Crime Waves: ‘A New Sheriff in the Cyberworld’

Today The Times explores issues of identity and authenticity in the police world. For example: it turns out many police officers carry fake badges–“dupes”–to avoid losing the actual ones. The practice is widespread and longstanding but against NYPD rules:

Fake badges cause so much concern that when officers are promoted or retire and are required to turn in their shields, they must place them in a special mold at Police Headquarters to ensure that they fit. That’s because most duplicates are purposely made slightly smaller to distinguish them from the original.

“You can’t tell the difference, trust me. That’s why they have the mold,” said [lawyer and former police officer Eric Sanders]. Indeed, some officers at retirement turn in their duplicate badges thinking they are real ones.

The dupes come apparently from internet vendors, police equipment stores (although they deny the practice), a jewelry shop in Chinatown (although police won’t name it), and an actor who makes badges for film and was arrested in 2002.

“Everybody knows where to go,” [former chief Louis] Anemone said.

The Times also examines a report on the risks faced by undercover cops, one in five of whom has been confronted with another officer’s gun:

“With each passing day, the officers become better at perfecting the art of playing the roles of criminals,” said Eugene O’Donnell, a professor of police studies at John Jay College of Criminal Justice. “The consequence of the officers becoming so good at blending in is that they are more likely to be mistaken for real criminals.”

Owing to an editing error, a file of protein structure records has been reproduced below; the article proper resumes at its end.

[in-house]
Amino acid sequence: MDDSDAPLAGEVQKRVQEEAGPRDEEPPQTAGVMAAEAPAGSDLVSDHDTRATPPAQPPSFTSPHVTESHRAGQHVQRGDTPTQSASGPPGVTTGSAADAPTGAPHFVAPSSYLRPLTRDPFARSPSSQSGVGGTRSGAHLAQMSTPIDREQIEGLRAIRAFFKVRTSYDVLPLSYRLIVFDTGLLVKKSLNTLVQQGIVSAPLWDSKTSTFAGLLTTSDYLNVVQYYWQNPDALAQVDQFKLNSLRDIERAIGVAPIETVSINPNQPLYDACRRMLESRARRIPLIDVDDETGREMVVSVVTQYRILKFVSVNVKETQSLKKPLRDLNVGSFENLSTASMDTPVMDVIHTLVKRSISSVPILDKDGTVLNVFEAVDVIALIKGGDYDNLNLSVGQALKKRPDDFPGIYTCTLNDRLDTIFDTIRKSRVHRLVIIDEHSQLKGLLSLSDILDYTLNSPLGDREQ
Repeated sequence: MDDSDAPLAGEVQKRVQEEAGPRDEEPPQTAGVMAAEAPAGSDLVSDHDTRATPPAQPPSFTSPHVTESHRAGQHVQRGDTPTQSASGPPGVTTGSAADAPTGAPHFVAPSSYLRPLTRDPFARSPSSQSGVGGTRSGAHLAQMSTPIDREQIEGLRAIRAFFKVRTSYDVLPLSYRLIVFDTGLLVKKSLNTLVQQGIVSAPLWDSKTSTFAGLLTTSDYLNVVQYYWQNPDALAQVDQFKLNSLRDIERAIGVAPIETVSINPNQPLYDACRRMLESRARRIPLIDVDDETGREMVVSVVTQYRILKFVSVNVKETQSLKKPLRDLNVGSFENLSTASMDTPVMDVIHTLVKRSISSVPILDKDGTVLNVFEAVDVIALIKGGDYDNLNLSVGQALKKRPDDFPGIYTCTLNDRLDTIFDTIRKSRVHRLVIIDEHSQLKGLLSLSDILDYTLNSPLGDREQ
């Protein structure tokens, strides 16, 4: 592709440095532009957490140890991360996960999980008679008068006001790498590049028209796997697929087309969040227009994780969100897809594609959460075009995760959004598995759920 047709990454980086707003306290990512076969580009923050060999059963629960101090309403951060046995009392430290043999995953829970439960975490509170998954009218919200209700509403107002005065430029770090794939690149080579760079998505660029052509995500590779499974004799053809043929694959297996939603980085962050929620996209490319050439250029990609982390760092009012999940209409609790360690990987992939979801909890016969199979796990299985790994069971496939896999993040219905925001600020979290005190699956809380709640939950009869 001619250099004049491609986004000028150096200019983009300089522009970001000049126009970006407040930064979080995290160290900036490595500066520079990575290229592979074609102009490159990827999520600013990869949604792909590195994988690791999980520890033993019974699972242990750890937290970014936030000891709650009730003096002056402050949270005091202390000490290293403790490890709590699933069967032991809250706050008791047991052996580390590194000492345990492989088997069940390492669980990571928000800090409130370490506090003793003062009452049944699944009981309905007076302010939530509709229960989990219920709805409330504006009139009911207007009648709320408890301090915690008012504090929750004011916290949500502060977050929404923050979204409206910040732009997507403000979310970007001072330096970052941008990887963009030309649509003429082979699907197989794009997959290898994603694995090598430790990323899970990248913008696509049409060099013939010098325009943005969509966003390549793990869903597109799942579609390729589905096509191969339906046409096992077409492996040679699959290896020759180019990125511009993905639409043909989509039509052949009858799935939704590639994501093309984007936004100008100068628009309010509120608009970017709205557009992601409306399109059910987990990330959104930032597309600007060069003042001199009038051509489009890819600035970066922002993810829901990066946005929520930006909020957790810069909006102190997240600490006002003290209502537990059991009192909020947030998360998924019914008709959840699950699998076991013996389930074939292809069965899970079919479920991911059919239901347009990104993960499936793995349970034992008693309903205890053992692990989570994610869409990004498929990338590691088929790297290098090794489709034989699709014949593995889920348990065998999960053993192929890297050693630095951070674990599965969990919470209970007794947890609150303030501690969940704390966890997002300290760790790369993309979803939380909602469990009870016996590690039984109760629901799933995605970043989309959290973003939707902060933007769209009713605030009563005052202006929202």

All officers are taught that if another officer pulls a weapon on them, they should not move. Undercover officers are even instructed that if they are apprehending a suspect, they should let the suspect go if they believe that doing so will prevent the other officer from firing. The officers are also taught to not reach for their badges or guns, and to not turn their backs.

But undercover cops aren’t the only ones being wrongfully arrested. The Daily News reports that “a respected federal judge” has complained of “widespread falsification by arresting officers” and refused to throw out a lawsuit by two brothers busted on false narcotics charges.

Meanwhile, more than 3,500 sex offenders have been kicked off Facebook and MySpace under the “e-STOP” law that Andrew Cuomo championed last year. The law requires that sex offenders registered with the state provide their email addresses, online profiles, and usernames as well as their residence.

Laura Ahearn of Parents for Megan’s Law and the Crime Victims Center told the Daily News that the legislation showed there was “a new sheriff in the cyberworld”: Andrew Cuomo, presumably.

And the Post reports that Al Sharpton’s daughter and ex-wife “released a fusillade of F-bombs” during their October arrest. Prosecuters say Dominique Sharpton told cops the arrest was “fucking bullshit,” while her mother demanded to know “why the fuck” she was being locked up. The pair’s lawyer says they “exercised their free speech rights.”

  Crime Waves: ‘A New Sheriff in the Cyberworld’